[erlang-questions] How does Erlang TCP determine the end of a TCP stream?

Jesper Louis Andersen jesper.louis.andersen@REDACTED
Tue Oct 31 20:38:36 CET 2017

On Tue, Oct 31, 2017 at 3:41 PM code wiget <codewiget95@REDACTED> wrote:

> Handle_info({tcp/ssl, Sock, Data}, State) -> … and every time that I
> receive data into the socket, it comes as the “full package”, meaning that
> when another server sends a message to it over the socket, It is received
> as the full length of the packet every time with no extra bytes here or
> there. On the other hand, a co-worker’s server has to implement socket
> reads and can’t determine one “group” from another. They have to read in
> the length or set delimiters.

If you set an option such as {packet, 4} on the socket, then the VM will
expect a 4 byte big endian length header followed by that many bytes in
payload. Running with {active, once} or {active, N} will have the socket
send you payloads one message at a time, stripped of said header.

If you don't set an option such as {packet, 4} then the VM can send you
anything from 1 byte to buffering everything for a while and deliver a
megabyte to you. In this case, you are receiving chunks of the stream at a
time. It is common to receive around the MTU of the underlying network if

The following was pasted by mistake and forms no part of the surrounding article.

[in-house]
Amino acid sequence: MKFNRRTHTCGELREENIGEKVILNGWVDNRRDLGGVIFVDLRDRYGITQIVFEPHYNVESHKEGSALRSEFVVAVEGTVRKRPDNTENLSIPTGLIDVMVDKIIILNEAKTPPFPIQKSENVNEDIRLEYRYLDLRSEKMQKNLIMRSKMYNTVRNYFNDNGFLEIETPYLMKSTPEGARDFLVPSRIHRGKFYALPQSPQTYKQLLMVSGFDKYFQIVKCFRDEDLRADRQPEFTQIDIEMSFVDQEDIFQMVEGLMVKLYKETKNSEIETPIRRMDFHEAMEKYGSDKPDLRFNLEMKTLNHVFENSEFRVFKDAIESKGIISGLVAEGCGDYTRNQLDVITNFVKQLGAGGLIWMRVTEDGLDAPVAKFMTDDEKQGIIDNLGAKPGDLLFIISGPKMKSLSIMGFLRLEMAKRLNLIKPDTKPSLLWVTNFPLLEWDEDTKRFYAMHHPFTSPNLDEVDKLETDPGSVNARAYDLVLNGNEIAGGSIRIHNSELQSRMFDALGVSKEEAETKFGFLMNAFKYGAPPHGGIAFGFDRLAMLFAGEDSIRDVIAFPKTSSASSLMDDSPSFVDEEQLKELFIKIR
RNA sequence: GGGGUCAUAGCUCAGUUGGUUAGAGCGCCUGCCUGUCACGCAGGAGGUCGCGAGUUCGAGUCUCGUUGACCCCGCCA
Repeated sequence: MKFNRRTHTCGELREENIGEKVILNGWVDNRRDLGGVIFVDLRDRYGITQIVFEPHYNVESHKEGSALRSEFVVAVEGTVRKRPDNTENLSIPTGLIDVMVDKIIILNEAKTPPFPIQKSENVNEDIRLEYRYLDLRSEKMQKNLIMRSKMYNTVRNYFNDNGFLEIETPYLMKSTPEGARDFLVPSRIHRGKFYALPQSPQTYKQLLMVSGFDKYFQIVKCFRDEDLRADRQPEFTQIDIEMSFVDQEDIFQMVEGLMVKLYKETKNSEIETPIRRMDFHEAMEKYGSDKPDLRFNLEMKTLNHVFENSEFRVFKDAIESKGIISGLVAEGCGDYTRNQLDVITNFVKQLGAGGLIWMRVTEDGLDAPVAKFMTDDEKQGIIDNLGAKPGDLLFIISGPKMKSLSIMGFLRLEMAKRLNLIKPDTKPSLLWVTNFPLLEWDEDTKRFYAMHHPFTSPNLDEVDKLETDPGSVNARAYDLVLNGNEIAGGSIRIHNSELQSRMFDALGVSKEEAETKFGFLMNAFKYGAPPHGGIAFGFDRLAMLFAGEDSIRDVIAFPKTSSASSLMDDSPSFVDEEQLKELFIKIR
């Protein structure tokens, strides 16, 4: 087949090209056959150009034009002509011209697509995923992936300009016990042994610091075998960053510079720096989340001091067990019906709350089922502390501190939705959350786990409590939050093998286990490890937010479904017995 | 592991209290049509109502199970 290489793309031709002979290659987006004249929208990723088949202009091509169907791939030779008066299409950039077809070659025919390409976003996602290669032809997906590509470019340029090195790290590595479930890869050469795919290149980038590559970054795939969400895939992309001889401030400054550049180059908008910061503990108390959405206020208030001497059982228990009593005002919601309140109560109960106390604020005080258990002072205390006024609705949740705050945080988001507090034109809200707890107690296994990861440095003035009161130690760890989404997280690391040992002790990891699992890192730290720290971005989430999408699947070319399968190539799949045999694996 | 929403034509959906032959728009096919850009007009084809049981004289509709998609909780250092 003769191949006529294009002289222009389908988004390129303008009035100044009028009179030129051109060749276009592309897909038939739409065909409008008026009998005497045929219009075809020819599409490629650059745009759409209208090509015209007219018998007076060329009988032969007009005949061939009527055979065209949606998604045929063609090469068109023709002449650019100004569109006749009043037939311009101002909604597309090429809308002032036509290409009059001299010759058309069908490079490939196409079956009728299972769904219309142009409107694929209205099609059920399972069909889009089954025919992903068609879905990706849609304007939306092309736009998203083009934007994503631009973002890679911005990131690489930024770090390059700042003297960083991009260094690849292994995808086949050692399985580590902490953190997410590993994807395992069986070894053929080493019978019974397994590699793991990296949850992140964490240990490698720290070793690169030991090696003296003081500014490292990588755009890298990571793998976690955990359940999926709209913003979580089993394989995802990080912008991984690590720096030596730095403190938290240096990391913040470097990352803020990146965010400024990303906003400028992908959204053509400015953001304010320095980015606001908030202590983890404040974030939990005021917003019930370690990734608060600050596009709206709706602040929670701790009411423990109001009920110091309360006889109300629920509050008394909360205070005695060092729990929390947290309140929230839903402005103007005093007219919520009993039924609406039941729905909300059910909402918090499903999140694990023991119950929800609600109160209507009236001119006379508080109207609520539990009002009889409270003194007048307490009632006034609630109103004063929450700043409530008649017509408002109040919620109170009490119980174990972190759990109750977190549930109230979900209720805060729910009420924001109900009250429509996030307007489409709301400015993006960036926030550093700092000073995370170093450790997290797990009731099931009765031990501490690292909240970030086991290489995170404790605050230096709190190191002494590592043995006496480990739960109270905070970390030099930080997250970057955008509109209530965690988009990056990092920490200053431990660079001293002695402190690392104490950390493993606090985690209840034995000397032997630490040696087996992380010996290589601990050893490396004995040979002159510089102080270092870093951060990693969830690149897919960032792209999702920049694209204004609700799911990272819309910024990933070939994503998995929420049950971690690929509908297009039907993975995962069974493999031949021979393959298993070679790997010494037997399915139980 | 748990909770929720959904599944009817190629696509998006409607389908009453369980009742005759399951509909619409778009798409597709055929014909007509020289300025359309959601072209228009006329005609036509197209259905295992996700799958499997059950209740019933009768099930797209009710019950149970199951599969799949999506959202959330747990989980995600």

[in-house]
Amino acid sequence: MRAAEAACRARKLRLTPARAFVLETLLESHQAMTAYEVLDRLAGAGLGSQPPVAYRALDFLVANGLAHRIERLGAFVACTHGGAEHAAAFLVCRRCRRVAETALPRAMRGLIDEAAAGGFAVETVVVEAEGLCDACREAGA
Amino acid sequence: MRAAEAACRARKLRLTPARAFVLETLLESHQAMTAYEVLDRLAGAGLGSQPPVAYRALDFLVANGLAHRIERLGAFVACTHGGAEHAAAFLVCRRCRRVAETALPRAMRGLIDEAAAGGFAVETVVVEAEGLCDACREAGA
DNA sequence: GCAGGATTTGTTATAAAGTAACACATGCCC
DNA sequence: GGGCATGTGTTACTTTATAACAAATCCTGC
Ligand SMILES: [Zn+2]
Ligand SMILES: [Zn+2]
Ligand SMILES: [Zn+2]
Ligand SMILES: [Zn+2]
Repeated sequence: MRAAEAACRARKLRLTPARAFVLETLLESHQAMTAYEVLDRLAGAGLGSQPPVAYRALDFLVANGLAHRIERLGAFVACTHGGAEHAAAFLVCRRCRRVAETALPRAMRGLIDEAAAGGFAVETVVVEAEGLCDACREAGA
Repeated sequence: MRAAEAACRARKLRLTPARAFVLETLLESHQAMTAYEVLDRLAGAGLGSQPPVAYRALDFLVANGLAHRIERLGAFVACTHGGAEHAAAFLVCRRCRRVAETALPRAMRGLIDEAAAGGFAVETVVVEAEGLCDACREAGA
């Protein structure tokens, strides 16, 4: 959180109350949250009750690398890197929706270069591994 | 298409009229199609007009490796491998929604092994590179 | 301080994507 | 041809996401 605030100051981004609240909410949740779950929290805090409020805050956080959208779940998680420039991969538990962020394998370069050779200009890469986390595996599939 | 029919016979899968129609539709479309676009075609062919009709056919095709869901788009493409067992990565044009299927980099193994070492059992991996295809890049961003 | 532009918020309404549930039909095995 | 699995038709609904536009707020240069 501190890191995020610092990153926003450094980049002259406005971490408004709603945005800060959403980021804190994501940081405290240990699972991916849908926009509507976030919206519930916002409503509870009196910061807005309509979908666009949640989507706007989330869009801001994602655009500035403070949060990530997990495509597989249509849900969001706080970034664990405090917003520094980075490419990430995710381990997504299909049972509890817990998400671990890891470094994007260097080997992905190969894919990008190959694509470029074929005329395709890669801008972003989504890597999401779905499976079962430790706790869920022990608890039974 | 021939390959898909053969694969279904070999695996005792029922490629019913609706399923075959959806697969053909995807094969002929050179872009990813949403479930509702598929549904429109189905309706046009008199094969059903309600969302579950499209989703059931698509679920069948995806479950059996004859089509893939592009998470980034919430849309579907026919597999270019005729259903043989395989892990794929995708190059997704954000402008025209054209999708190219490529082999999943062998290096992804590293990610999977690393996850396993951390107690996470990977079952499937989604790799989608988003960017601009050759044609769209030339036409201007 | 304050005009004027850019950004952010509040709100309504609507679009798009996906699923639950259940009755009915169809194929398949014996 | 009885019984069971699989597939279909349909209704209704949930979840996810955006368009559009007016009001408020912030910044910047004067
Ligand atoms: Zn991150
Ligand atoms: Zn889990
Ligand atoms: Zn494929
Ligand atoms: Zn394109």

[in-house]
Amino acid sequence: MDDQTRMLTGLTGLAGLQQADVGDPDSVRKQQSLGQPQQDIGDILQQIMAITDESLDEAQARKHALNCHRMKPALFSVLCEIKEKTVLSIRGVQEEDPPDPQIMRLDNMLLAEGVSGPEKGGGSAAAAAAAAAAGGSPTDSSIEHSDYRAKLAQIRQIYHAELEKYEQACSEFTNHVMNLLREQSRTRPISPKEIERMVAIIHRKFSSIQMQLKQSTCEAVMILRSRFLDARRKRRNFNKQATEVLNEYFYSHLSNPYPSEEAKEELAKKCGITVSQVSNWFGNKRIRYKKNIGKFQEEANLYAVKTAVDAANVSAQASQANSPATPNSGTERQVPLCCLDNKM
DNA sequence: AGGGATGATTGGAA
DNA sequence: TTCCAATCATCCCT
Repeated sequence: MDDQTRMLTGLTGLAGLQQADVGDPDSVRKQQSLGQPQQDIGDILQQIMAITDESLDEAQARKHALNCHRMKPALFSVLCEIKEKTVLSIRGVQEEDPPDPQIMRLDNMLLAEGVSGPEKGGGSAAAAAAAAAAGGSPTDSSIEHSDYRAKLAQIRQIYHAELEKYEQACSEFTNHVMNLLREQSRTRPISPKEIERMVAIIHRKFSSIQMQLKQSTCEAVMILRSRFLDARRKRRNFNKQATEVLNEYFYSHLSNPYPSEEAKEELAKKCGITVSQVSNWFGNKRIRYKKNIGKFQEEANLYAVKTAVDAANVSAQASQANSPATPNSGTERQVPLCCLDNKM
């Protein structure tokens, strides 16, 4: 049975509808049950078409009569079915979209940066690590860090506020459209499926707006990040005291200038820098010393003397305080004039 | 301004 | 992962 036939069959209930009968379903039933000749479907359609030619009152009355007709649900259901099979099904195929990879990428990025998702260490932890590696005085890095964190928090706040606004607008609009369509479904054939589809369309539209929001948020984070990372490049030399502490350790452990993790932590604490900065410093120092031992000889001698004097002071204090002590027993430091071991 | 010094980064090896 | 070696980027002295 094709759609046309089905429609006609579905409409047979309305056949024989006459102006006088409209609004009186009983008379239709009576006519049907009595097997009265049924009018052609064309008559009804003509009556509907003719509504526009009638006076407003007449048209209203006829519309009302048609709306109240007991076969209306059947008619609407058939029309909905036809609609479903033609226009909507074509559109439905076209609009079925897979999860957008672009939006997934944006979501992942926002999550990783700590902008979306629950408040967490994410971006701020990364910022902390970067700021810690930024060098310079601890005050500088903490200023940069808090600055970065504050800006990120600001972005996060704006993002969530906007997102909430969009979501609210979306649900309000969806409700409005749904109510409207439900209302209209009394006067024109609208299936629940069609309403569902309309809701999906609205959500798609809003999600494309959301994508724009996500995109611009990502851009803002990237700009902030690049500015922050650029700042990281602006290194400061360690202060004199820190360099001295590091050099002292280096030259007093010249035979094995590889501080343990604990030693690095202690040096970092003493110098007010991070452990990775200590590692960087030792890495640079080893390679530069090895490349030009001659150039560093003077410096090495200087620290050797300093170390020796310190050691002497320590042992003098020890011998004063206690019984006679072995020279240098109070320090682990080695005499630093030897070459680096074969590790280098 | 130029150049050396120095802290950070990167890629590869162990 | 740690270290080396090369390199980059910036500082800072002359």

your rate is fairly low (something like 1440-1460 bytes on ethernet is
typical). You will have to do some work on your end in order to handle the
case where one chunk doesn't have all the data necessary for a correct

The typical solution is to buffer the partial chunk in the process and then
append it when the next message arrives, trying to decode then.

It is a coincidence if you are in the latter of the above cases and happen
to receive things in "full package" form. It'll break in any real network
setting. Beware localhost as an interface, which often has a 16K or 64K
MTU. Packets are then not broken here, but will be in any real network.

If you can, run with something like {packet, 4}. It is simple and works.
Delimiters are worse because you have to scan for them and you often need
to escape them in your payload. A Length-Value-Type encoding provides
framing in which you don't have to scan and you don't need to escape.
Putting the type last in the packet is debatable, but one advantage is that
other languages have to allocate a full buffer which can often eliminate
certain security-concerning bad implementations.
-------------- next part --------------
An HTML attachment was scrubbed...
URL: <http://erlang.org/pipermail/erlang-questions/attachments/20171031/cff7c1a9/attachment.htm>

More information about the erlang-questions mailing list